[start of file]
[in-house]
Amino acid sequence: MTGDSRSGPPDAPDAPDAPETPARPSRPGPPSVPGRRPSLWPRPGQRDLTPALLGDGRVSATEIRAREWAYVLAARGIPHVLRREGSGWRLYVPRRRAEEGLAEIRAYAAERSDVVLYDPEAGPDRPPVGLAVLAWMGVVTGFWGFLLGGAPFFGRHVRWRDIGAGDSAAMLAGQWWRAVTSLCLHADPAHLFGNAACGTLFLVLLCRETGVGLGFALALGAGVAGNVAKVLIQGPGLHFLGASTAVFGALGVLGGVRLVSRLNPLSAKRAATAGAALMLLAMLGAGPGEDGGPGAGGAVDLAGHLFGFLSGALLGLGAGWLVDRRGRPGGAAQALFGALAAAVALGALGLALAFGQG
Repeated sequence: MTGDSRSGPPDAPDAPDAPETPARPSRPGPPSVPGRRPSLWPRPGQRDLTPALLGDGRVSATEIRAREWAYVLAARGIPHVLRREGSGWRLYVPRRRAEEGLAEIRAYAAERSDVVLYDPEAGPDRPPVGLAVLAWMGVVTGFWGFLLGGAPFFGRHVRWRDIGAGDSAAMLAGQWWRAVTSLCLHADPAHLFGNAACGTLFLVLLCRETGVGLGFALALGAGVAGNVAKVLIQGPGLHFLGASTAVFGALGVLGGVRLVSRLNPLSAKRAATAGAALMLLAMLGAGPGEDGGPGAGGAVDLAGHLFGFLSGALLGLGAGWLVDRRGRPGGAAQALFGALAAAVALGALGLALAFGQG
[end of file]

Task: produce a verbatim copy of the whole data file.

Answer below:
[in-house]
Amino acid sequence: MTGDSRSGPPDAPDAPDAPETPARPSRPGPPSVPGRRPSLWPRPGQRDLTPALLGDGRVSATEIRAREWAYVLAARGIPHVLRREGSGWRLYVPRRRAEEGLAEIRAYAAERSDVVLYDPEAGPDRPPVGLAVLAWMGVVTGFWGFLLGGAPFFGRHVRWRDIGAGDSAAMLAGQWWRAVTSLCLHADPAHLFGNAACGTLFLVLLCRETGVGLGFALALGAGVAGNVAKVLIQGPGLHFLGASTAVFGALGVLGGVRLVSRLNPLSAKRAATAGAALMLLAMLGAGPGEDGGPGAGGAVDLAGHLFGFLSGALLGLGAGWLVDRRGRPGGAAQALFGALAAAVALGALGLALAFGQG
Repeated sequence: MTGDSRSGPPDAPDAPDAPETPARPSRPGPPSVPGRRPSLWPRPGQRDLTPALLGDGRVSATEIRAREWAYVLAARGIPHVLRREGSGWRLYVPRRRAEEGLAEIRAYAAERSDVVLYDPEAGPDRPPVGLAVLAWMGVVTGFWGFLLGGAPFFGRHVRWRDIGAGDSAAMLAGQWWRAVTSLCLHADPAHLFGNAACGTLFLVLLCRETGVGLGFALALGAGVAGNVAKVLIQGPGLHFLGASTAVFGALGVLGGVRLVSRLNPLSAKRAATAGAALMLLAMLGAGPGEDGGPGAGGAVDLAGHLFGFLSGALLGLGAGWLVDRRGRPGGAAQALFGALAAAVALGALGLALAFGQG